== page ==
-irritability (don't even bring it up, I do NOT want to talk about it.)
-high blood pressure
-increased risk for diabetes
-memory lapses or losses (man, do I ever.....wait, what?)
-slowed word recall (I never knew there was a real reason for this.)

-symptoms similar to ADHD or psychosis (so I'm not psychotic yet, depending on who you ask, don't ask my husband,  he LIES, I know it, the voices tell me he does, especially when it involves losing my cell phone, I know he's hiding it during the day, from his office, downtown, with his telekinetic abilities...)

I originally thought that stress had killed off all of my brain cells, because I read in a magazine that it could do that.  But now I'm wondering if I could just catch up on the loss of sleep from the past decade-ish I might actually be able to remember things and use real words when I try to talk. 

I called the school today to set up an appointment for kindergarten registration, which I had forgotten to do, and luckily saw the paper that reminded me, because they're only doing it tomorrow.  And when the front office lady picked up the phone I forgot the word "registration."  And they have caller ID.  And the front office lady knows me, sort-of-ish.  So when I said, "Um, I need to set up a.....thing.....the kindergarten thing.....you know?" and she said, "You mean registration?"  I really felt like a doofus.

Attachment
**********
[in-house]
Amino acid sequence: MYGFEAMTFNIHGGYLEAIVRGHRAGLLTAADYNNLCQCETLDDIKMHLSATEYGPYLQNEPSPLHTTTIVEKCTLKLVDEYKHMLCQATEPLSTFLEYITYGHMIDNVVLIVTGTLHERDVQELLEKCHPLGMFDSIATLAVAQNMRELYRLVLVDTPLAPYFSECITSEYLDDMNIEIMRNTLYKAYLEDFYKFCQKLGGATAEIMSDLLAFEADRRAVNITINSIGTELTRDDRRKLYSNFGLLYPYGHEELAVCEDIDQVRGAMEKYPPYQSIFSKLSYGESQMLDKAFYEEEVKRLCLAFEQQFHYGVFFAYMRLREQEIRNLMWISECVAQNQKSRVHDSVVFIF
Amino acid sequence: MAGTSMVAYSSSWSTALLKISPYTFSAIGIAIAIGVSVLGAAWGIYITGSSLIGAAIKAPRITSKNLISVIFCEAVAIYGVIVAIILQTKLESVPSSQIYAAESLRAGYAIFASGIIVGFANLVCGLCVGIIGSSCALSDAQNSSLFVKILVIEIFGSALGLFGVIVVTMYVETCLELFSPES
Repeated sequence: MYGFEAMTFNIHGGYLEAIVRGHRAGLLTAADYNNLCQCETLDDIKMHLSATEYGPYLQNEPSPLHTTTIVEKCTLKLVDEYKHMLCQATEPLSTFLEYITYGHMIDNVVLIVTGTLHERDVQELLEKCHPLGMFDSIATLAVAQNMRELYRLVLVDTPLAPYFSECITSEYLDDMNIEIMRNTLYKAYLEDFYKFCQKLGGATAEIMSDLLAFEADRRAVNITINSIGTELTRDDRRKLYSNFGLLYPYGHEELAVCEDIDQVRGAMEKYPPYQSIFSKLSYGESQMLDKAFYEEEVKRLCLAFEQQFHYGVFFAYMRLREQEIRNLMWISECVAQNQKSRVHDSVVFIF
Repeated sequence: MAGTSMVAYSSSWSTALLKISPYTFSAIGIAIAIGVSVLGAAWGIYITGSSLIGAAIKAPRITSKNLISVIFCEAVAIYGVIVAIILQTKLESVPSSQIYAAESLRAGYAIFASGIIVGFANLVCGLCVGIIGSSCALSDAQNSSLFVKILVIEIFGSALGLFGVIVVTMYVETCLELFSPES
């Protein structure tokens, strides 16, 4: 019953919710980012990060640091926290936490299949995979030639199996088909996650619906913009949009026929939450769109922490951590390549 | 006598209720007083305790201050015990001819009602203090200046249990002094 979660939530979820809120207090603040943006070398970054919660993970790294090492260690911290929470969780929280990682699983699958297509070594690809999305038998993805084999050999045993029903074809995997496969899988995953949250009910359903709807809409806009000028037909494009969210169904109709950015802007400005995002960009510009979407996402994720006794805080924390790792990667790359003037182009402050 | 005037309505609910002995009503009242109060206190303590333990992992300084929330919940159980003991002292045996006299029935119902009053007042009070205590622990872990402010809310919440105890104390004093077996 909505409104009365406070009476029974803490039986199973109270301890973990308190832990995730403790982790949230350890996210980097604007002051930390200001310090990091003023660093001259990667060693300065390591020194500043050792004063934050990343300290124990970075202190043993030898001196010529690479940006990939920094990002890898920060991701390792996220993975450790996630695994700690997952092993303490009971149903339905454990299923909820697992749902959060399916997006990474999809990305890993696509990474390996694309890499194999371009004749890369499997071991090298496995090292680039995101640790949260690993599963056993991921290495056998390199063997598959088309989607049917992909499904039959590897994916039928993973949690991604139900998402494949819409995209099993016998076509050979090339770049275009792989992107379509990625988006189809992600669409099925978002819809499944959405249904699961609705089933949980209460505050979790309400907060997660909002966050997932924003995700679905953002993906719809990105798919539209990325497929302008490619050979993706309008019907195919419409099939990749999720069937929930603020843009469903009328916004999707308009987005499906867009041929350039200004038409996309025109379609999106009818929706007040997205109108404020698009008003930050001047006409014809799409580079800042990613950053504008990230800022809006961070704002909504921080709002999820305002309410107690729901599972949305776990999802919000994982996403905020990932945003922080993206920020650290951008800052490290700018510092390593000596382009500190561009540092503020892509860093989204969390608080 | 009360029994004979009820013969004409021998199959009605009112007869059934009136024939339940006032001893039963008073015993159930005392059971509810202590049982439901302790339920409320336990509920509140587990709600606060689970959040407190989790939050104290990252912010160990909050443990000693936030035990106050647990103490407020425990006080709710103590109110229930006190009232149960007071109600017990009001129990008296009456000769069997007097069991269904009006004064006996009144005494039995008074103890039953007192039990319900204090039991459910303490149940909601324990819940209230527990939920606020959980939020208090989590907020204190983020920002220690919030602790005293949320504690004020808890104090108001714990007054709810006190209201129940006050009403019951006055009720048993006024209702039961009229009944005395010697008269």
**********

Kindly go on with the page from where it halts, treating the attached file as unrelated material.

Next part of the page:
So more sleep equals less doofusness.  But a higher risk of Sleep Paralysis.

I'm almost thinking being a doofus is worth it.


Emmy said...

Oh so that is why I have those problems. I get an average of 7 hours of sleep I bet, some nights less some more. But yeah words... they just disappear these days.

Heather said...

You know Mark has actually experienced this. He's awake but he can't move. Ask Tamara about it. Actually, maybe you shouldn't. It probably wouldn't help your phobia. haha.

Loralee and the gang... said...

My husband has this thing where he thinks he never, ever, sleeps, but really - does one snore while awake? And if he never ever slept like he always claims, he'd be dead for sure by now...

Loralee and the gang... said...

...and even though I sleep pretty well, I forget simple words now and then, too. So what's MY problem?

Jen said...

1. I recently lost my keys for two weeks, but it wasn't my husband. It was the CHILDREN. They were only able to redeem themselves by being the ones who found the lost keys.

2. I thought my sleep was bad until I read this post. May the Lord bless you with a good sleep doctor for a neighbor.